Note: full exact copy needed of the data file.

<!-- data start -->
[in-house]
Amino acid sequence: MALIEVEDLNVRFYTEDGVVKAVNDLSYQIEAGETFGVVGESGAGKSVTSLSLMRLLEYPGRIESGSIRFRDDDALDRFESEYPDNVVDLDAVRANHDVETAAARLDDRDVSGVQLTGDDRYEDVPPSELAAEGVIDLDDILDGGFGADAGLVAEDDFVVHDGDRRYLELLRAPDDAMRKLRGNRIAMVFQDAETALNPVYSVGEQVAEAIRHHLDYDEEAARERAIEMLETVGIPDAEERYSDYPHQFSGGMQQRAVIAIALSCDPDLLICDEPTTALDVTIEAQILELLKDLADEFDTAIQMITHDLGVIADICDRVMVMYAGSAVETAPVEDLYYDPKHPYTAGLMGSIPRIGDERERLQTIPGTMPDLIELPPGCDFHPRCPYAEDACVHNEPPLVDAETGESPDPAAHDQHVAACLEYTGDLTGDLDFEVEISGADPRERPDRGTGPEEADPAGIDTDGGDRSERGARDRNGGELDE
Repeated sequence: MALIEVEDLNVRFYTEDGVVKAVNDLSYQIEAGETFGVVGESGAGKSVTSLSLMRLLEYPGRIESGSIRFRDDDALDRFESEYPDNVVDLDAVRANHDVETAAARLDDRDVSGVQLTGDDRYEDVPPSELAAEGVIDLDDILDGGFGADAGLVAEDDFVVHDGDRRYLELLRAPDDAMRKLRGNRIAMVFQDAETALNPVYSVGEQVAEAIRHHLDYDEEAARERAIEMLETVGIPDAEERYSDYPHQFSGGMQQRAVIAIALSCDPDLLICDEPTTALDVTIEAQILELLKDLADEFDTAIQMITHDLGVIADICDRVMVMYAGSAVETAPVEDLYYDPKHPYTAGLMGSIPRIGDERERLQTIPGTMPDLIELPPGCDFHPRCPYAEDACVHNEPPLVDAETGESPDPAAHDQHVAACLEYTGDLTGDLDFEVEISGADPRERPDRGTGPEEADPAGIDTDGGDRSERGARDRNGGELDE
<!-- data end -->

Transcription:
[in-house]
Amino acid sequence: MALIEVEDLNVRFYTEDGVVKAVNDLSYQIEAGETFGVVGESGAGKSVTSLSLMRLLEYPGRIESGSIRFRDDDALDRFESEYPDNVVDLDAVRANHDVETAAARLDDRDVSGVQLTGDDRYEDVPPSELAAEGVIDLDDILDGGFGADAGLVAEDDFVVHDGDRRYLELLRAPDDAMRKLRGNRIAMVFQDAETALNPVYSVGEQVAEAIRHHLDYDEEAARERAIEMLETVGIPDAEERYSDYPHQFSGGMQQRAVIAIALSCDPDLLICDEPTTALDVTIEAQILELLKDLADEFDTAIQMITHDLGVIADICDRVMVMYAGSAVETAPVEDLYYDPKHPYTAGLMGSIPRIGDERERLQTIPGTMPDLIELPPGCDFHPRCPYAEDACVHNEPPLVDAETGESPDPAAHDQHVAACLEYTGDLTGDLDFEVEISGADPRERPDRGTGPEEADPAGIDTDGGDRSERGARDRNGGELDE
Repeated sequence: MALIEVEDLNVRFYTEDGVVKAVNDLSYQIEAGETFGVVGESGAGKSVTSLSLMRLLEYPGRIESGSIRFRDDDALDRFESEYPDNVVDLDAVRANHDVETAAARLDDRDVSGVQLTGDDRYEDVPPSELAAEGVIDLDDILDGGFGADAGLVAEDDFVVHDGDRRYLELLRAPDDAMRKLRGNRIAMVFQDAETALNPVYSVGEQVAEAIRHHLDYDEEAARERAIEMLETVGIPDAEERYSDYPHQFSGGMQQRAVIAIALSCDPDLLICDEPTTALDVTIEAQILELLKDLADEFDTAIQMITHDLGVIADICDRVMVMYAGSAVETAPVEDLYYDPKHPYTAGLMGSIPRIGDERERLQTIPGTMPDLIELPPGCDFHPRCPYAEDACVHNEPPLVDAETGESPDPAAHDQHVAACLEYTGDLTGDLDFEVEISGADPRERPDRGTGPEEADPAGIDTDGGDRSERGARDRNGGELDE